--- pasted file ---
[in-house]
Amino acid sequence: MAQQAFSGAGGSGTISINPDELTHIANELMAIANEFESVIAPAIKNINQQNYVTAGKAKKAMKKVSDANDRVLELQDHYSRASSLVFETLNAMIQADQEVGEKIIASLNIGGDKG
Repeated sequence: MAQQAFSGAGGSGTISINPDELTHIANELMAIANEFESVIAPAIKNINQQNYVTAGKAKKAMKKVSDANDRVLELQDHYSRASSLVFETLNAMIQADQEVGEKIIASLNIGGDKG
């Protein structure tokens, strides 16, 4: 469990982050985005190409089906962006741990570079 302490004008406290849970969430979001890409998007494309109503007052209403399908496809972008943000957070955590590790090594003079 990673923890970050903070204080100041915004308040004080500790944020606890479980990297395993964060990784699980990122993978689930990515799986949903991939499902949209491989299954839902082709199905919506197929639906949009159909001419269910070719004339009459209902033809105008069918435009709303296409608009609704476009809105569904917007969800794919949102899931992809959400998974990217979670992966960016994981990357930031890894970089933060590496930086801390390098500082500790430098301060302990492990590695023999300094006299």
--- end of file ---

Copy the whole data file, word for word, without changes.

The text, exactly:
[in-house]
Amino acid sequence: MAQQAFSGAGGSGTISINPDELTHIANELMAIANEFESVIAPAIKNINQQNYVTAGKAKKAMKKVSDANDRVLELQDHYSRASSLVFETLNAMIQADQEVGEKIIASLNIGGDKG
Repeated sequence: MAQQAFSGAGGSGTISINPDELTHIANELMAIANEFESVIAPAIKNINQQNYVTAGKAKKAMKKVSDANDRVLELQDHYSRASSLVFETLNAMIQADQEVGEKIIASLNIGGDKG
């Protein structure tokens, strides 16, 4: 469990982050985005190409089906962006741990570079 302490004008406290849970969430979001890409998007494309109503007052209403399908496809972008943000957070955590590790090594003079 990673923890970050903070204080100041915004308040004080500790944020606890479980990297395993964060990784699980990122993978689930990515799986949903991939499902949209491989299954839902082709199905919506197929639906949009159909001419269910070719004339009459209902033809105008069918435009709303296409608009609704476009809105569904917007969800794919949102899931992809959400998974990217979670992966960016994981990357930031890894970089933060590496930086801390390098500082500790430098301060302990492990590695023999300094006299």